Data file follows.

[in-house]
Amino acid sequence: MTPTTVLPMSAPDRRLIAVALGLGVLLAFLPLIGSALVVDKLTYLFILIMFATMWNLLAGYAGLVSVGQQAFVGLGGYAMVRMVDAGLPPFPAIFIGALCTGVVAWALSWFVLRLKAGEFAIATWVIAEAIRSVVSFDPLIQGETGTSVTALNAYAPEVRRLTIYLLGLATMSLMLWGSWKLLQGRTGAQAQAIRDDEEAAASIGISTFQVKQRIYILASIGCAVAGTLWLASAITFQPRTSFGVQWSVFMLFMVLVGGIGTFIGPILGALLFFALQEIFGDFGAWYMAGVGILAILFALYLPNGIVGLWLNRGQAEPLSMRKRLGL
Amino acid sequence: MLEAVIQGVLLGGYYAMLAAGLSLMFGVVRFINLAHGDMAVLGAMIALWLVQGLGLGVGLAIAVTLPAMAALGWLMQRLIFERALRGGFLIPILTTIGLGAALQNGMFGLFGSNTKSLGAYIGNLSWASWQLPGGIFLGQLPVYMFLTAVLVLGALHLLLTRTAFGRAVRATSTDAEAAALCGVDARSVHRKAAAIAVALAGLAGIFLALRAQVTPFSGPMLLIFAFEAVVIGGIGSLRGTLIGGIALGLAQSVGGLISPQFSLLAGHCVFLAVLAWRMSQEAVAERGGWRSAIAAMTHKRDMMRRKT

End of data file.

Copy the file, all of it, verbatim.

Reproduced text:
[in-house]
Amino acid sequence: MTPTTVLPMSAPDRRLIAVALGLGVLLAFLPLIGSALVVDKLTYLFILIMFATMWNLLAGYAGLVSVGQQAFVGLGGYAMVRMVDAGLPPFPAIFIGALCTGVVAWALSWFVLRLKAGEFAIATWVIAEAIRSVVSFDPLIQGETGTSVTALNAYAPEVRRLTIYLLGLATMSLMLWGSWKLLQGRTGAQAQAIRDDEEAAASIGISTFQVKQRIYILASIGCAVAGTLWLASAITFQPRTSFGVQWSVFMLFMVLVGGIGTFIGPILGALLFFALQEIFGDFGAWYMAGVGILAILFALYLPNGIVGLWLNRGQAEPLSMRKRLGL
Amino acid sequence: MLEAVIQGVLLGGYYAMLAAGLSLMFGVVRFINLAHGDMAVLGAMIALWLVQGLGLGVGLAIAVTLPAMAALGWLMQRLIFERALRGGFLIPILTTIGLGAALQNGMFGLFGSNTKSLGAYIGNLSWASWQLPGGIFLGQLPVYMFLTAVLVLGALHLLLTRTAFGRAVRATSTDAEAAALCGVDARSVHRKAAAIAVALAGLAGIFLALRAQVTPFSGPMLLIFAFEAVVIGGIGSLRGTLIGGIALGLAQSVGGLISPQFSLLAGHCVFLAVLAWRMSQEAVAERGGWRSAIAAMTHKRDMMRRKT